Irene is “past” although actually we are getting stronger wind gusts on the tail end than we got during the storm (50+ mph).
The Passaic River is forecast to reach record flood levels, but that usually takes 2-3 days to happen. Judging from these pics we won’t be getting on the water anytime soon.
Passaic River Rowing Association docks, North Arlington, NJ:
PRRA boat bays post-flood mess (that’s my boat second from the top on left):
Nereid Boat Club upriver in Rutherford, NJ – they are on a narrow bend and get bad flooding when the tide is high. To give perspective, this is taken from across the street and up the hill from the boathouse – the normal course of the river is BEHIND the boathouse!
Everybody stay safe!
Well we had a storm last night that melted all the snow here in New Jersey. Unfortunately Crossfit Ignite had a foot of water in it this morning! The Passaic River, while below flood stage, was running about as fast as I’ve ever seen it. But the sun was shining and the wind was blowing, and I just couldn’t bring myself to sit down and row indoors on the Concept2.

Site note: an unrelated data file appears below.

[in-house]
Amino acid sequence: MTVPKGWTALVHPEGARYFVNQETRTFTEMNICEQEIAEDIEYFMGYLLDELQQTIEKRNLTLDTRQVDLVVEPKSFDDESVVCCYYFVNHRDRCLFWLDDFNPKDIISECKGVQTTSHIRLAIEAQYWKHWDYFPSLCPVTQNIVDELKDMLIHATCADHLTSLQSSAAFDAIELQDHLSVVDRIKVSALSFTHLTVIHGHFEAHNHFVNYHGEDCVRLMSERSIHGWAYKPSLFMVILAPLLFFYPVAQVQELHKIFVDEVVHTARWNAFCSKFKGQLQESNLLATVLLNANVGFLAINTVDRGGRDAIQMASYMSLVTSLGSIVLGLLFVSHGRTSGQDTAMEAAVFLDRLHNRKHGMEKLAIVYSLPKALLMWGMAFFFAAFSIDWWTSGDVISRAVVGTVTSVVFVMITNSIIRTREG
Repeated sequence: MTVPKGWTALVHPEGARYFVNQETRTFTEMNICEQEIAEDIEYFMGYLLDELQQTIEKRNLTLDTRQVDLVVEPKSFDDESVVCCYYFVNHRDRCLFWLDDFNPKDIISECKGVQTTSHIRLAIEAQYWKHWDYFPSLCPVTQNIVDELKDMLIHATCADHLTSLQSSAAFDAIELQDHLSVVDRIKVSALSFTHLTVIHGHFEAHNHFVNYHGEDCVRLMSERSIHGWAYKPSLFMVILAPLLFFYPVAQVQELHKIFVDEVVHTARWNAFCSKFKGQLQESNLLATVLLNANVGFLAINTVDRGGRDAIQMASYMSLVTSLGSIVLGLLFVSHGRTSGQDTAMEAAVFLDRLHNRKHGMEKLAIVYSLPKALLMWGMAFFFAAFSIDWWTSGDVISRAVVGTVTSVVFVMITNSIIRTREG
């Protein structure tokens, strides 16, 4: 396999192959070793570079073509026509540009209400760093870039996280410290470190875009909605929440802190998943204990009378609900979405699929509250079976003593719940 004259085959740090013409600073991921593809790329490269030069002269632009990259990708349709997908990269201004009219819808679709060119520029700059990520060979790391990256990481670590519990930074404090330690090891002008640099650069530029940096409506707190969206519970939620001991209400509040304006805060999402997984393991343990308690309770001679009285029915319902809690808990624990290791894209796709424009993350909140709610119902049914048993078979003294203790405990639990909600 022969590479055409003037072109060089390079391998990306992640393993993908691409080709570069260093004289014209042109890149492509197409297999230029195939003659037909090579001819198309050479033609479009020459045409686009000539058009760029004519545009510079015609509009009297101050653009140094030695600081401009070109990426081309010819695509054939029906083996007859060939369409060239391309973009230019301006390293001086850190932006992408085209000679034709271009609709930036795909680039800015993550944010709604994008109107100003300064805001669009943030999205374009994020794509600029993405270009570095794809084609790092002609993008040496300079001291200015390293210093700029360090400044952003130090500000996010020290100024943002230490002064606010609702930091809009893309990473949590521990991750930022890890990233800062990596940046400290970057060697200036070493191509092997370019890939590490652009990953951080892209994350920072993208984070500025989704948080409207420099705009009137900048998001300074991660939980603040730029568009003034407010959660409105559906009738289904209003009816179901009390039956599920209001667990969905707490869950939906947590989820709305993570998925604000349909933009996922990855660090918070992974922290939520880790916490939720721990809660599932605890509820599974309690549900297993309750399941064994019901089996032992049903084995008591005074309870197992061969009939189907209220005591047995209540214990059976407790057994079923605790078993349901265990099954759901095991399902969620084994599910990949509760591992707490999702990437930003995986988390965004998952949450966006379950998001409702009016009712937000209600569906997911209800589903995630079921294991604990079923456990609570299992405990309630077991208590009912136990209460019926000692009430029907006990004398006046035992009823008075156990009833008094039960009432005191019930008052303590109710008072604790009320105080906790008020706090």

Answer – break out the stand-up paddle and head for the dock! Face downstream and pull back against the current. The resistance when the water is moving several knots against your blade is incredible! Like doing a heavy Turkish get-up reeeallly slow, or doing the “chop” cross-body injury prevention lift from The Four Hour Body. 30 minutes alternating sides is an incredible workout, to the point that my upper body and core were literally trembling to failure. Great for injury-proofing and correcting left/right imbalances.
Not the same as being on a board, but not bad for early March on the East Coast!
Here’s why: It’s day 5 after the storm last weekend, and the Passaic River is still flooded and too swift to risk small boats, so I’ve been hitting the Crossfit box hard this week and finding myself sore and with cabin fever!
Here’s a video from the Nereid Boat Club docks in the evening. The lower Passaic is tidal, and this was taken at DEAD LOW TIDE when normally there is almost no current. The water level instead was equivalent to what we get in a normal high spring tide. You can see a couple of college team boats in the background barely making headway against the current. I measured the current speed later when there was supposed to be an INCOMING tide, and there was still an outgoing flow of between 2.3 and 2.8 knots!
Still lots of folks without power, and a lot of roads are still closed. Hope this is the last storm of the winter.